The sharply communal overtones became pronounced rather early in the politics of Pepsu with the Akali Dal encouraged to entertain the notion that the Pepsu was the promised niche in India with the Sikh majority which must reflect their aspirations. The Congress, comprising of old Prajamandalites, did not have Sikh leaders of stature in its ranks. The Congress won 26 seats in the Assembly of 60 in the General Elections in January 1952 and Rarewala maneuvered to be CM again in April with the support of independents. The Rarewala Ministry was dismissed in March 1953 invoking for the first time provision of the failure of the Constitutional Machinery. The mid-term poll returned Congress with Majority with Col. Raghbir Singh forming ministry in March 1954. He died in Jan,’55 and was succeeded by Brish Bhan who remained in office till the reorganization of states when Pepsu was consigned to history with its merger into the new Punjab created on November 1,1956.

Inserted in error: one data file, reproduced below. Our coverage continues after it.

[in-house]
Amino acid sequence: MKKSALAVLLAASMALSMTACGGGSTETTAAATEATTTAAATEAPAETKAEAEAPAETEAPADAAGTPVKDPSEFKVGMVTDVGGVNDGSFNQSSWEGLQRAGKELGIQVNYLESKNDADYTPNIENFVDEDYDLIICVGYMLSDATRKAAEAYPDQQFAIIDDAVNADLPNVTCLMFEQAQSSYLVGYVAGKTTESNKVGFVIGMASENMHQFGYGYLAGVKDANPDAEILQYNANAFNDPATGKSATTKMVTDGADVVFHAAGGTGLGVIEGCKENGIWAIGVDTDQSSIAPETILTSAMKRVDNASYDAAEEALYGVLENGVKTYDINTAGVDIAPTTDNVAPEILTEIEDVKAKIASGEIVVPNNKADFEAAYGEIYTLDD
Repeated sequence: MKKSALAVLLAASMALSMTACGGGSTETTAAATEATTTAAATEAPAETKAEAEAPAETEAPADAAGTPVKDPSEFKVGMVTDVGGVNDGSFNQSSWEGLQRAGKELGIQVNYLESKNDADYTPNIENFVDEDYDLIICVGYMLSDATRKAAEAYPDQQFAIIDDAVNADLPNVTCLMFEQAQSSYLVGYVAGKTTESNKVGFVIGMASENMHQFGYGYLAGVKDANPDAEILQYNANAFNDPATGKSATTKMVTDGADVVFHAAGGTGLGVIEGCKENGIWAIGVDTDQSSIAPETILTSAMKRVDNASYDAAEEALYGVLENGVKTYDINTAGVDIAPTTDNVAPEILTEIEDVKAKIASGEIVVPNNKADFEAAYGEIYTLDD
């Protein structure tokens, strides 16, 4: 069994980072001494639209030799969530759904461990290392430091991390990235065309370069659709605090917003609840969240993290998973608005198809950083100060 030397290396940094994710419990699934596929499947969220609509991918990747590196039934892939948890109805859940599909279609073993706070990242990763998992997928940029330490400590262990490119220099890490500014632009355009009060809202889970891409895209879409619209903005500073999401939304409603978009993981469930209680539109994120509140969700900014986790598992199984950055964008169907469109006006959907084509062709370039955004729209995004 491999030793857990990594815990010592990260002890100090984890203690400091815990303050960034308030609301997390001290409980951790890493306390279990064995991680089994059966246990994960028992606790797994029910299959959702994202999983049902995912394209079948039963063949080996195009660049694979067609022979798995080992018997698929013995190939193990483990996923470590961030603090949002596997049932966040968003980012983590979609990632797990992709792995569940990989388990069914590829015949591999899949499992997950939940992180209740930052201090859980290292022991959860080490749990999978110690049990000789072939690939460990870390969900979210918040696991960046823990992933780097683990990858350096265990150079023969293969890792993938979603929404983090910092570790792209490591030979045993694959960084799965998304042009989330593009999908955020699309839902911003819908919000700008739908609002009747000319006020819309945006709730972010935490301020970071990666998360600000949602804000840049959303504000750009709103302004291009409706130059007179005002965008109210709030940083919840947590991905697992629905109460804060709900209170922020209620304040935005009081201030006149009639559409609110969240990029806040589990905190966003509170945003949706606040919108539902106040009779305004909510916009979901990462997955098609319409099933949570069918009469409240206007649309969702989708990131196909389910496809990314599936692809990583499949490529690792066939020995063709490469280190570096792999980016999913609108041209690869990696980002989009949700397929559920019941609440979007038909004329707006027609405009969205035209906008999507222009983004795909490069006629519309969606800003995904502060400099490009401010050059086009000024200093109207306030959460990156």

Having spent my early life, first in a small village at 6km from Malerkotla and then the family shifting to nearby town of Ahmedgarh, I have the most vivid memories of the regime of Pepsu - the five letters, as if, got engraved into my consciousness long before I learnt the English alphabet! The family records now confirm that my father, then 27, a scholar of classical Vedantic studies and rigorously trained to be an Ayurved practitioner - Vaidya - had embraced the order of Khalsa on July 26, 1947 with the Amritpaan ceremony costing Rs 7 and four annas.

His words, quoting Maharaja Patiala’s speech in Hindustani during public meeting in Ahmedgarh soon after, still ring in my ears - translated loosely in English, Maharaja had said, "Now India and Pakistan have become two different and independent countries … those Muslims who would opt to live in India would be provided full security of life and property … Nawab Sahib and his forefathers have enjoyed fraternal relations with us … due arrangements will be made for those who want to migrate to Pakistan … ". The Maharaja, however, warned that the Muslims staying back in India must be completely loyal to India without any secret love for Pakistan. He also criticized the Sikh leaders who raised the alarm of, ’Panth in danger’ saying, ’danger could only be to their pockets – to make fast bucks’ adding that Guru’s Panth would always march forward.